Thousands of children risk missing out on their education in northwestern Syria after a months-long regime assault on the extremist-run bastion that has closed dozens of schools, a charity said.
A fragile ceasefire has held in the Idlib region since Saturday, following four months of air strikes that have killed hundreds of civilians and caused mass displacement.
“Thousands of children due to start the school year in northwest Syria may not have access to education” after the latest violence, Save the Children said.
Classes are set to start at the end of September, but just over half of the region’s 1,193 schools can still operate, it said.
“As the new school year starts, the remaining functional schools can only accommodate up to 300,000 of the 650,000 school-age children,” it said.
The heavy bombardment since late April has damaged or impacted 87 educational facilities, the Britain-based NGO said.
A further 200 schools are being used as shelters for those displaced by the fighting, it added.
The Idlib region is home to some three million people, almost half of whom have been displaced from other parts of Syria in the country’s eight-year war.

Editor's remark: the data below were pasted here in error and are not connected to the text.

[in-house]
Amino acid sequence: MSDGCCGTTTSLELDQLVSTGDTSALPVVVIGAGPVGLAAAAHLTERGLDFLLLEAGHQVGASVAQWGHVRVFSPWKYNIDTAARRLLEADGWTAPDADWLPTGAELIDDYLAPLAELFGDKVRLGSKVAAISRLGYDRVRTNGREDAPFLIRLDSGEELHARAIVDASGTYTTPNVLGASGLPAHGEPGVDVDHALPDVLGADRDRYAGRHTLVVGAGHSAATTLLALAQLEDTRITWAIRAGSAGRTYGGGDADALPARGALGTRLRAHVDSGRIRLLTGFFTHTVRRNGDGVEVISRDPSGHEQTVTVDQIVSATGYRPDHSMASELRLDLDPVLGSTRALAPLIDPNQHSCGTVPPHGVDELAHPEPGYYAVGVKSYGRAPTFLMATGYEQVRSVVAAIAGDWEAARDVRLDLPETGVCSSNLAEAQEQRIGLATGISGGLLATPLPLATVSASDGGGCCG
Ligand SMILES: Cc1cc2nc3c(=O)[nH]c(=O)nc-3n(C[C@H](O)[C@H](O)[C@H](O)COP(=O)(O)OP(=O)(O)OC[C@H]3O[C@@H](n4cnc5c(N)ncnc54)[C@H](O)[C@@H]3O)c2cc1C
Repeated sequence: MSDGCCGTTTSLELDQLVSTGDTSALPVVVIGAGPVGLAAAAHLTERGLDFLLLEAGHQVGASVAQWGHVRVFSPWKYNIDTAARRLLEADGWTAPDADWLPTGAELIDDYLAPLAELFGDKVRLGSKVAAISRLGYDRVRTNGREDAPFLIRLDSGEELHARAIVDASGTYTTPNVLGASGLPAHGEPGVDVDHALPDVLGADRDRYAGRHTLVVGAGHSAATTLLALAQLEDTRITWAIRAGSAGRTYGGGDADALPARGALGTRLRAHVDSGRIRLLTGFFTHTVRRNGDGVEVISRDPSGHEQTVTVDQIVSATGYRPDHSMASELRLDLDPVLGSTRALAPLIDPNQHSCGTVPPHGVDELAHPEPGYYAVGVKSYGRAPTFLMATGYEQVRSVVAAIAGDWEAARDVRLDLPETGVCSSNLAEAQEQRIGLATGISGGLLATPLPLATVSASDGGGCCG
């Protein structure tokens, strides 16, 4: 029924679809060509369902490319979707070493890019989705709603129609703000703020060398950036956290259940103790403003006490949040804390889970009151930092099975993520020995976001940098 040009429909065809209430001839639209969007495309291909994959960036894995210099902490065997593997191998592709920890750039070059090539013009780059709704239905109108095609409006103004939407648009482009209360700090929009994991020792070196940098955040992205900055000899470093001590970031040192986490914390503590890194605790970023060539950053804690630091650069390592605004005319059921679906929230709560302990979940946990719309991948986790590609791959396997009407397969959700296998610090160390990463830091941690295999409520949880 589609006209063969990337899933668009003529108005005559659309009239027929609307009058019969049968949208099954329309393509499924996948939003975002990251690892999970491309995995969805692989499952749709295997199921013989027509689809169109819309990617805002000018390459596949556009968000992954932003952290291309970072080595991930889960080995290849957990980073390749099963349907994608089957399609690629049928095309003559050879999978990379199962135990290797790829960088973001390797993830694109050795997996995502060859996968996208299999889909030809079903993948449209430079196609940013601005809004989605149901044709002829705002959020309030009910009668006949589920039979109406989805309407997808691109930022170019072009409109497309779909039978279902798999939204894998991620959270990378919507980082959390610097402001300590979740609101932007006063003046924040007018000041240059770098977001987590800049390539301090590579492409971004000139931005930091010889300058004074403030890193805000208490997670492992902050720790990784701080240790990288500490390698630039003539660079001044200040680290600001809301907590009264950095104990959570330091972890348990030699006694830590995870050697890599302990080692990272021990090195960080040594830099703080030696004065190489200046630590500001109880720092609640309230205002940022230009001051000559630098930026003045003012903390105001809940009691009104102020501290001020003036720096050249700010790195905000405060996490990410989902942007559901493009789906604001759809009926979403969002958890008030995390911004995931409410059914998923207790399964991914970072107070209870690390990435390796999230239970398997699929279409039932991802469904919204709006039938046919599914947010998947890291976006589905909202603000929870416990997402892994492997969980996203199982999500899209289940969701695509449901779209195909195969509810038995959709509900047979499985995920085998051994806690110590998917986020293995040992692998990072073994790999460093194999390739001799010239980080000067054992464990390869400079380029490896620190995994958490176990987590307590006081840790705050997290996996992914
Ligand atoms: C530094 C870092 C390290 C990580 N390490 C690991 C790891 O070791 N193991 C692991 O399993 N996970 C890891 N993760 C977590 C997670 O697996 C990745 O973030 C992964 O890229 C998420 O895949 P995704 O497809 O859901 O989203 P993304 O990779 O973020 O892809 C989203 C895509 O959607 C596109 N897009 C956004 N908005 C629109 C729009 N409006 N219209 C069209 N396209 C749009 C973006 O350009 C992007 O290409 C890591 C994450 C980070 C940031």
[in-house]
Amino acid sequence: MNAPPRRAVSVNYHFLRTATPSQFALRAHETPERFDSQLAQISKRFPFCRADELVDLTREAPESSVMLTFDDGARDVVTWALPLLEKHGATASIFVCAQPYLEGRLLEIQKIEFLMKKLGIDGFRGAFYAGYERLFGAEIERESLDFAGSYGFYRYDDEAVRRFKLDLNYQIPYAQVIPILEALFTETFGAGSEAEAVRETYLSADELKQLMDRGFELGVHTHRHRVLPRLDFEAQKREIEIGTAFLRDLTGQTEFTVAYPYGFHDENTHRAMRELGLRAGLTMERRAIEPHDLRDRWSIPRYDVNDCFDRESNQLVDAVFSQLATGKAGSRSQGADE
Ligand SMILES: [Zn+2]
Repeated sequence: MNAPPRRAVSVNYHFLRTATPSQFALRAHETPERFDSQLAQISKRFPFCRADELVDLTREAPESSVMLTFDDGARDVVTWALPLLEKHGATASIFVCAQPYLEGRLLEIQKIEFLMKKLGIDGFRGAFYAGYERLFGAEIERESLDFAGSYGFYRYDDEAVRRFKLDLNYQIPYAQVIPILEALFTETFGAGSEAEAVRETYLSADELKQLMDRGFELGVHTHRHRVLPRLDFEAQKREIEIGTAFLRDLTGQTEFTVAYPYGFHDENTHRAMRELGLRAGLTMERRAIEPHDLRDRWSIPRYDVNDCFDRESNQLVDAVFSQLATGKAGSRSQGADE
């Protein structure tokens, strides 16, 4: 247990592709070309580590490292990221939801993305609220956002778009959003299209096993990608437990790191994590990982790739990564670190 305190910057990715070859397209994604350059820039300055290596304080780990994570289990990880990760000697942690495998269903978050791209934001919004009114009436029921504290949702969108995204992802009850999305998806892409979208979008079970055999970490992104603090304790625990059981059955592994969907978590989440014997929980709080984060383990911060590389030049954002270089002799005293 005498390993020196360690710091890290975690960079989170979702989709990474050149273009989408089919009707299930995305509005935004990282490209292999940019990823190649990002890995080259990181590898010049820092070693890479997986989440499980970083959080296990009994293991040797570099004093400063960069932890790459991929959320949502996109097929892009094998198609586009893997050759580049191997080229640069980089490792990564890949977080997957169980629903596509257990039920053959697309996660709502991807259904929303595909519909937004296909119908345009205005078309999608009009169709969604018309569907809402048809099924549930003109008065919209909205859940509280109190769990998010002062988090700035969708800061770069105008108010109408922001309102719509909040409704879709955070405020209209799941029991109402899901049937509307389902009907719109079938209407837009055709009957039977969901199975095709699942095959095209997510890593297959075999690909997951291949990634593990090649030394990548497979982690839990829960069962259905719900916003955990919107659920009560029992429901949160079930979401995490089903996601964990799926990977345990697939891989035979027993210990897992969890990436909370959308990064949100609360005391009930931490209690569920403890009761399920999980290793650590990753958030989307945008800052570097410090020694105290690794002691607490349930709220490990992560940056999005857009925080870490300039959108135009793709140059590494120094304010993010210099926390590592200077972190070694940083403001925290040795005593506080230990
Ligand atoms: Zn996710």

Children make up nearly half of the region’s total population, the United Nations says.
The violence since late April has killed more than 960 civilians, according to the Syrian Observatory for Human Rights, and displaced more than 400,000 people, the UN says.
After bombardment damaging schools or forcing them to close, many parents are scared to send their children to those still open, Save the Children said.
“Teachers are telling us that parents are pleading with them to shut schools for fear of them being attacked,” the group’s Syria country director Sonia Khush said.
“Many children are dealing with losing their homes, loss and grief. They should not have to fear losing their lives whilst they try to learn,” she added.
Idlib has since January been ruled by Hayat Tahrir al-Sham, an alliance led by Syria’s former al-Qaeda affiliate.
Syria’s conflict has killed more than 370,000 people and displaced more than half of the country’s pre-war population since starting in 2011 with the brutal repression of anti-government protests.